James and Jennifer Crumbley were arrested this weekend.By WBUR & NPR
The state's positive test rate has doubled in the last three weeks. More than 1,000 people are hospitalized with COVID. And we're seeing the number of COVID cases reaching levels we haven't seen since January. A Harvard research fellow joined Morning Edition to talk about where things stand.By WBUR
Tufts' Dr. Shira Doron says we don't know much about how omicron will impact the pandemic yet, but we do know that delta is the variant currently driving cases in Massachusetts. She recommends all unvaccinated individuals get the shot as soon as possible, and that vaccinated people consider a booster.…
Plus, the Senate narrowly voted to move forward the nomination of Suffolk County District Attorney Rachael Rollins for U.S. Attorney for Massachusetts.By WBUR
The Sugars are joined by the therapist Esther Perel to discuss a letter from a husband who is in a sexless marriage and is looking for a way to help his wife heal from trauma.By WBUR
President Biden ended the Trump-era program on his first day in office but was forced to reinstate it under a court order.By WBUR & NPR
We break down the politics of President Biden's latest measures to contain the spread of the omicron variant.By WBUR & NPR
Even as the industry rakes in around $2 billion for the local economy each year, the number of people living in poverty in the rural town has soared.By WBUR & NPR
Kids in India's capital have been indoors for 20 months — first for COVID-19, now for smog beyond four times what's safe.By WBUR & NPR
With washed-out bridges and roads, recovery efforts could take months.By WBUR & NPR
A new study of long COVID-19 finds a disturbing cluster of symptoms well after infection: tremors, vibrations, debilitating pain and mental decline. One of the authors of the study joins us. And, Afghanistan's economic collapse has pushed the medical system closer and closer to a breaking point. Dave Michalski of Doctors Without Borders tells us mo…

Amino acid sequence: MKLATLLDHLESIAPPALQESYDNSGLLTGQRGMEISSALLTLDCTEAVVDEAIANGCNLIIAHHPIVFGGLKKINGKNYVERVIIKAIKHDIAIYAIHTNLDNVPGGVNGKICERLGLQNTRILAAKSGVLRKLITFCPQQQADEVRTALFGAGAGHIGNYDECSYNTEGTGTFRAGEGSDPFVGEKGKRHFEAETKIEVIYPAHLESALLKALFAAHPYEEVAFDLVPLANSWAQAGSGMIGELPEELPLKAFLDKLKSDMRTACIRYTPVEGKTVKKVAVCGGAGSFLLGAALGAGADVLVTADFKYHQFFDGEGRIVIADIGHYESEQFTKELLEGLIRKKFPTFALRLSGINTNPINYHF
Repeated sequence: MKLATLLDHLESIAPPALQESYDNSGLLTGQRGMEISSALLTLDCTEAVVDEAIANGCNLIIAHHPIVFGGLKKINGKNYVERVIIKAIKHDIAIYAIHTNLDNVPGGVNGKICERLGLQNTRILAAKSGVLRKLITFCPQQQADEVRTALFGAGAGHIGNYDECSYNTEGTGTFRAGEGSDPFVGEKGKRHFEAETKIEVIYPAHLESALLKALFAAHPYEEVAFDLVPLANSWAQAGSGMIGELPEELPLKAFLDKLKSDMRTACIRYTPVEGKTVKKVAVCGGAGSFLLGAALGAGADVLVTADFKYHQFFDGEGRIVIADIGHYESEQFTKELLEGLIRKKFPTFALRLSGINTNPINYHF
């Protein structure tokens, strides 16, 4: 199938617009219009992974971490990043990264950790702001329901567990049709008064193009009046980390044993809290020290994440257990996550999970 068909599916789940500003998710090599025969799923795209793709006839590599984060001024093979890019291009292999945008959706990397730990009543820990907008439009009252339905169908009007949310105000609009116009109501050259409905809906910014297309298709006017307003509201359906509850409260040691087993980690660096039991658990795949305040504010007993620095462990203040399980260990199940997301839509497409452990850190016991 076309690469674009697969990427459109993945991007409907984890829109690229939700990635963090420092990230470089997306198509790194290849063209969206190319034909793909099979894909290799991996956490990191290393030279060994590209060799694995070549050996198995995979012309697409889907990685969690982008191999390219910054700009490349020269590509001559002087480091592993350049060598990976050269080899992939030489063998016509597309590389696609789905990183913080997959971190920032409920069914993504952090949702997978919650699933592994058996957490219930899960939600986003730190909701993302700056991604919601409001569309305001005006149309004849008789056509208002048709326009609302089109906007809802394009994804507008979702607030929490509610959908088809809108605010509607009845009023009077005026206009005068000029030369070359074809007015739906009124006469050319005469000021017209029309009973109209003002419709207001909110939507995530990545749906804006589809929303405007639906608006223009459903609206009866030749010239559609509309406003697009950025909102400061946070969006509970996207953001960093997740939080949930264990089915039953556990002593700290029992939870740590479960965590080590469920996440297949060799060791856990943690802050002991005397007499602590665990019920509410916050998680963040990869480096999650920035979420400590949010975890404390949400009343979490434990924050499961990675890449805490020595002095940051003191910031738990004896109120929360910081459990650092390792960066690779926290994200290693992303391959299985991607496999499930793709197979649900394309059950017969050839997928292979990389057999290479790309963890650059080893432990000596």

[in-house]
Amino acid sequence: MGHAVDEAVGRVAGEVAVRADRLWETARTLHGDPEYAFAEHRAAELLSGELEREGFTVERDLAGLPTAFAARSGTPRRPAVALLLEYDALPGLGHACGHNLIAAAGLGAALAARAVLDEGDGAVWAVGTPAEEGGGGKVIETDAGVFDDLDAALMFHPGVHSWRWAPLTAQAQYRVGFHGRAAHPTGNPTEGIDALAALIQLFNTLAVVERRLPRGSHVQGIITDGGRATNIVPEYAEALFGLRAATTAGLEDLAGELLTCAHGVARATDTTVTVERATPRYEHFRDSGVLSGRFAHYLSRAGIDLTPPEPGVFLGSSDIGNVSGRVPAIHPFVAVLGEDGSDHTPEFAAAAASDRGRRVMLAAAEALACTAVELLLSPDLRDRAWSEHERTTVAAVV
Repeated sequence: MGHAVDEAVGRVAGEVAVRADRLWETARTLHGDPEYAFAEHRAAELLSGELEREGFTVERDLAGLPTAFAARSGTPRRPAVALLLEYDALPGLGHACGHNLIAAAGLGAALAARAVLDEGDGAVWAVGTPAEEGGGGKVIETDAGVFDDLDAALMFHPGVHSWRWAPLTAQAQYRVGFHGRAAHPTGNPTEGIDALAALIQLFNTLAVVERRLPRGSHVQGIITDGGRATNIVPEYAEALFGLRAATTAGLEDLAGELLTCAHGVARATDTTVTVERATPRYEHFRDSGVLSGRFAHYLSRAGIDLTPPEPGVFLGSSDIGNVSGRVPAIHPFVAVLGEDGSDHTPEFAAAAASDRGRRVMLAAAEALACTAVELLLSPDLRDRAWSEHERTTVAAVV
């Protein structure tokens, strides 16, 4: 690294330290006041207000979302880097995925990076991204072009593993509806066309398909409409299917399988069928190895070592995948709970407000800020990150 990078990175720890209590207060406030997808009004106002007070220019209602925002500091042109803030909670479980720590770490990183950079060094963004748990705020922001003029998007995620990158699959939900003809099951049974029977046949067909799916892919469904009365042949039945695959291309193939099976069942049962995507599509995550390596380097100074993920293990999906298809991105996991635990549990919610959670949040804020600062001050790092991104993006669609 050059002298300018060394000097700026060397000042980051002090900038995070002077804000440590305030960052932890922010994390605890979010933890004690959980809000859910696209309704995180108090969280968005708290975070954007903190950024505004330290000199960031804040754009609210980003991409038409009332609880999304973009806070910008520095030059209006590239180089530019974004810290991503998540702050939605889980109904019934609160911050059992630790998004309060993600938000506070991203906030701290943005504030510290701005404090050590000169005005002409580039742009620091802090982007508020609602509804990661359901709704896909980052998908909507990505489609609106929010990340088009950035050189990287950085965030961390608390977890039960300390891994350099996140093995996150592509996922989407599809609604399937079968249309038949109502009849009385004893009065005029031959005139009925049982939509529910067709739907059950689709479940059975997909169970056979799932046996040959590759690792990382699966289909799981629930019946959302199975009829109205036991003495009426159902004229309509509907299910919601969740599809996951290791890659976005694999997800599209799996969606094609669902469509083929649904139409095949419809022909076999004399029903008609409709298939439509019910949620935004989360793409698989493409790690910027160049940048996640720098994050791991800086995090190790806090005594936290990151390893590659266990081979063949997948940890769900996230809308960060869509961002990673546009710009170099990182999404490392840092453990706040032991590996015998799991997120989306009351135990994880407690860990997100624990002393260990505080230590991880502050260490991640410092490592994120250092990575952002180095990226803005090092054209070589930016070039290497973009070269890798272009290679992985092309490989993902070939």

Though movies like "Dune" and "No Time to Die" are opening in movie theaters, attendance is still way down from pre-pandemic levels. KPCC entertainment reporter John Horn tells us more. And, researcher Dan Reicher joins us to discuss hydroelectric dams, which provide 7% of the U.S. energy portfolio.By NPR
What's the biggest threat to American elections, and to people's trust in them? Conspiracy theories. Former Homeland Security cybersecurity chief Chris Krebs joins Meghna Chakrabarti to discuss why the greatest election security threat to the nation right now is domestic misinformation.By WBUR
I will forever run with Ahmaud Arbery, just as I walk in a world not designed for me, writes Jeff Davis, who founded the Boston chapter of Black Men Run.By WBUR
Plus, we hear what marijuana business owners think about community impact fees, and how one local synagogue is celebrating Hanukkah this year.By WBUR
We speak with WBUR Business Reporter Yasmin Amer and Jim Rooney, president and chief executive officer of the Greater Boston Chamber of Commerce.By WBUR
HVV, Cape Ann's first recreational marijuana dispensary is suing the city of Gloucester over its host community agreement and fees charged in them. This is the second such lawsuit brought by a pot business, and some say more push back on these fees and host community agreements is coming.By WBUR
We were so hopeful that this year, this holiday season, things would be different. Or, maybe, that they wouldn't be -- that we'd be back to normal. But we continue to live in the exception as the pandemic appears to be entering a new phase. So, where do we find light in the darkness this year?By WBUR